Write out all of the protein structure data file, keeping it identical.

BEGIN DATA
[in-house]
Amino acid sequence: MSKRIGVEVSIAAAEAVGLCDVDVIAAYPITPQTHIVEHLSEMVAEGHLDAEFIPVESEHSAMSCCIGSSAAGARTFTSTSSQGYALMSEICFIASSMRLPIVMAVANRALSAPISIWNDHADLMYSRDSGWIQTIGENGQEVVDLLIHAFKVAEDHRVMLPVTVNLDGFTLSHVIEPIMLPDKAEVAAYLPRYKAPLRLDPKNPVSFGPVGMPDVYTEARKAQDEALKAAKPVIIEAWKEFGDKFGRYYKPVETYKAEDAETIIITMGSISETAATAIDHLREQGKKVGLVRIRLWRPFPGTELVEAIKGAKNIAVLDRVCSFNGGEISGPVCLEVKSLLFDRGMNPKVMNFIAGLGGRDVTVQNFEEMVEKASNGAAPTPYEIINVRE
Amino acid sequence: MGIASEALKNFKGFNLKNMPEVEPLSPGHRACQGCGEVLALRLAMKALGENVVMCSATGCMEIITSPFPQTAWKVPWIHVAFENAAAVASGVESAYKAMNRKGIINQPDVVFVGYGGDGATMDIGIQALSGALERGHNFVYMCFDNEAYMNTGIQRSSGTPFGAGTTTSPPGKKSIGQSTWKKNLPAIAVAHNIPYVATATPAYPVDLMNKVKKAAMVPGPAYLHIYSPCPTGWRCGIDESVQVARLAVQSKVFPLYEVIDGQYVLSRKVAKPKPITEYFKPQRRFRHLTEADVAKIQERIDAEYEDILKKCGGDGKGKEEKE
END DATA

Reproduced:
[in-house]
Amino acid sequence: MSKRIGVEVSIAAAEAVGLCDVDVIAAYPITPQTHIVEHLSEMVAEGHLDAEFIPVESEHSAMSCCIGSSAAGARTFTSTSSQGYALMSEICFIASSMRLPIVMAVANRALSAPISIWNDHADLMYSRDSGWIQTIGENGQEVVDLLIHAFKVAEDHRVMLPVTVNLDGFTLSHVIEPIMLPDKAEVAAYLPRYKAPLRLDPKNPVSFGPVGMPDVYTEARKAQDEALKAAKPVIIEAWKEFGDKFGRYYKPVETYKAEDAETIIITMGSISETAATAIDHLREQGKKVGLVRIRLWRPFPGTELVEAIKGAKNIAVLDRVCSFNGGEISGPVCLEVKSLLFDRGMNPKVMNFIAGLGGRDVTVQNFEEMVEKASNGAAPTPYEIINVRE
Amino acid sequence: MGIASEALKNFKGFNLKNMPEVEPLSPGHRACQGCGEVLALRLAMKALGENVVMCSATGCMEIITSPFPQTAWKVPWIHVAFENAAAVASGVESAYKAMNRKGIINQPDVVFVGYGGDGATMDIGIQALSGALERGHNFVYMCFDNEAYMNTGIQRSSGTPFGAGTTTSPPGKKSIGQSTWKKNLPAIAVAHNIPYVATATPAYPVDLMNKVKKAAMVPGPAYLHIYSPCPTGWRCGIDESVQVARLAVQSKVFPLYEVIDGQYVLSRKVAKPKPITEYFKPQRRFRHLTEADVAKIQERIDAEYEDILKKCGGDGKGKEEKE